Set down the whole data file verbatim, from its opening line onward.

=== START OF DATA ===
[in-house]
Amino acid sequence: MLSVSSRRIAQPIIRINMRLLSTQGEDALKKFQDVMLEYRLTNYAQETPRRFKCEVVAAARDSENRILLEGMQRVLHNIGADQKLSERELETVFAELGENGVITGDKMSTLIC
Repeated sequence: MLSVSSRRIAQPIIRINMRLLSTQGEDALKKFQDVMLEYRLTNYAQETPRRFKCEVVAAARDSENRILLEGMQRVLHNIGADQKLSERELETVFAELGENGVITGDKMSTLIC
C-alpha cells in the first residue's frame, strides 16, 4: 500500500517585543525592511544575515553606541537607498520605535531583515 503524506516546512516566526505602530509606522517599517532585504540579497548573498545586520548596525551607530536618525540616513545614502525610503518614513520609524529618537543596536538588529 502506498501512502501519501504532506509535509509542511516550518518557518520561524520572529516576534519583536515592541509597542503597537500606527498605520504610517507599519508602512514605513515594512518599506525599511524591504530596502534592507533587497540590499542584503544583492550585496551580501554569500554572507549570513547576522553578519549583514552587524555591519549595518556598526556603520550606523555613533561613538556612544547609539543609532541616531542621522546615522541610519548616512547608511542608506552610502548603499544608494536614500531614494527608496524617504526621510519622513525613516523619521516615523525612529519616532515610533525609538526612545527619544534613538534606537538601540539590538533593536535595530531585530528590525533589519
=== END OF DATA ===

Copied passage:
[in-house]
Amino acid sequence: MLSVSSRRIAQPIIRINMRLLSTQGEDALKKFQDVMLEYRLTNYAQETPRRFKCEVVAAARDSENRILLEGMQRVLHNIGADQKLSERELETVFAELGENGVITGDKMSTLIC
Repeated sequence: MLSVSSRRIAQPIIRINMRLLSTQGEDALKKFQDVMLEYRLTNYAQETPRRFKCEVVAAARDSENRILLEGMQRVLHNIGADQKLSERELETVFAELGENGVITGDKMSTLIC
C-alpha cells in the first residue's frame, strides 16, 4: 500500500517585543525592511544575515553606541537607498520605535531583515 503524506516546512516566526505602530509606522517599517532585504540579497548573498545586520548596525551607530536618525540616513545614502525610503518614513520609524529618537543596536538588529 502506498501512502501519501504532506509535509509542511516550518518557518520561524520572529516576534519583536515592541509597542503597537500606527498605520504610517507599519508602512514605513515594512518599506525599511524591504530596502534592507533587497540590499542584503544583492550585496551580501554569500554572507549570513547576522553578519549583514552587524555591519549595518556598526556603520550606523555613533561613538556612544547609539543609532541616531542621522546615522541610519548616512547608511542608506552610502548603499544608494536614500531614494527608496524617504526621510519622513525613516523619521516615523525612529519616532515610533525609538526612545527619544534613538534606537538601540539590538533593536535595530531585530528590525533589519